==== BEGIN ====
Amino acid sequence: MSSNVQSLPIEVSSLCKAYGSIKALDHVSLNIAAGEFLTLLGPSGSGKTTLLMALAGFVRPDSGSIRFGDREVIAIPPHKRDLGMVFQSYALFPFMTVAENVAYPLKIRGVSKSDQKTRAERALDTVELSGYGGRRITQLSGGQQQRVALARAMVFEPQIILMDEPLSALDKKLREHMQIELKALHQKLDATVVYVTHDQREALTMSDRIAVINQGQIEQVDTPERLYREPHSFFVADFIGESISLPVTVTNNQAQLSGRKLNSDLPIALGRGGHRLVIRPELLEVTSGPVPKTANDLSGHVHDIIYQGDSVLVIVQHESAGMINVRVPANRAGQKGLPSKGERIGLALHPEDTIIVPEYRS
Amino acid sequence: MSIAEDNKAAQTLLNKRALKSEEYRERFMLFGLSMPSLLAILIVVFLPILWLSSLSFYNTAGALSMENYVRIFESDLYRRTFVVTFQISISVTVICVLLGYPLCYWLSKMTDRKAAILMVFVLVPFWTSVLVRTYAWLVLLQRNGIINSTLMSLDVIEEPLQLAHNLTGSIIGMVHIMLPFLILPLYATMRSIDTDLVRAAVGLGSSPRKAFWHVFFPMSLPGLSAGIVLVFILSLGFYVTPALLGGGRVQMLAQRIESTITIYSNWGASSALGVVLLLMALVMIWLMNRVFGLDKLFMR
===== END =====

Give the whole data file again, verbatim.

Amino acid sequence: MSSNVQSLPIEVSSLCKAYGSIKALDHVSLNIAAGEFLTLLGPSGSGKTTLLMALAGFVRPDSGSIRFGDREVIAIPPHKRDLGMVFQSYALFPFMTVAENVAYPLKIRGVSKSDQKTRAERALDTVELSGYGGRRITQLSGGQQQRVALARAMVFEPQIILMDEPLSALDKKLREHMQIELKALHQKLDATVVYVTHDQREALTMSDRIAVINQGQIEQVDTPERLYREPHSFFVADFIGESISLPVTVTNNQAQLSGRKLNSDLPIALGRGGHRLVIRPELLEVTSGPVPKTANDLSGHVHDIIYQGDSVLVIVQHESAGMINVRVPANRAGQKGLPSKGERIGLALHPEDTIIVPEYRS
Amino acid sequence: MSIAEDNKAAQTLLNKRALKSEEYRERFMLFGLSMPSLLAILIVVFLPILWLSSLSFYNTAGALSMENYVRIFESDLYRRTFVVTFQISISVTVICVLLGYPLCYWLSKMTDRKAAILMVFVLVPFWTSVLVRTYAWLVLLQRNGIINSTLMSLDVIEEPLQLAHNLTGSIIGMVHIMLPFLILPLYATMRSIDTDLVRAAVGLGSSPRKAFWHVFFPMSLPGLSAGIVLVFILSLGFYVTPALLGGGRVQMLAQRIESTITIYSNWGASSALGVVLLLMALVMIWLMNRVFGLDKLFMR